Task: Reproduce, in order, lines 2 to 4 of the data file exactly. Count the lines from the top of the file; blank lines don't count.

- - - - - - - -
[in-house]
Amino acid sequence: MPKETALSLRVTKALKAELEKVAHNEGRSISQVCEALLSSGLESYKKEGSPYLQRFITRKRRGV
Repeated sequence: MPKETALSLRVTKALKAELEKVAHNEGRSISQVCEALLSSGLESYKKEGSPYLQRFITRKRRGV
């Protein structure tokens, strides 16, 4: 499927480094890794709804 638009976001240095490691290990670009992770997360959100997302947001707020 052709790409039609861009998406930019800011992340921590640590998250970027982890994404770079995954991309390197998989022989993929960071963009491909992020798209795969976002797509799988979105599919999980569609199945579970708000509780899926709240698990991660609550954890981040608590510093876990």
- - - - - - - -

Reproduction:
Amino acid sequence: MPKETALSLRVTKALKAELEKVAHNEGRSISQVCEALLSSGLESYKKEGSPYLQRFITRKRRGV
Repeated sequence: MPKETALSLRVTKALKAELEKVAHNEGRSISQVCEALLSSGLESYKKEGSPYLQRFITRKRRGV
């Protein structure tokens, strides 16, 4: 499927480094890794709804 638009976001240095490691290990670009992770997360959100997302947001707020 052709790409039609861009998406930019800011992340921590640590998250970027982890994404770079995954991309390197998989022989993929960071963009491909992020798209795969976002797509799988979105599919999980569609199945579970708000509780899926709240698990991660609550954890981040608590510093876990």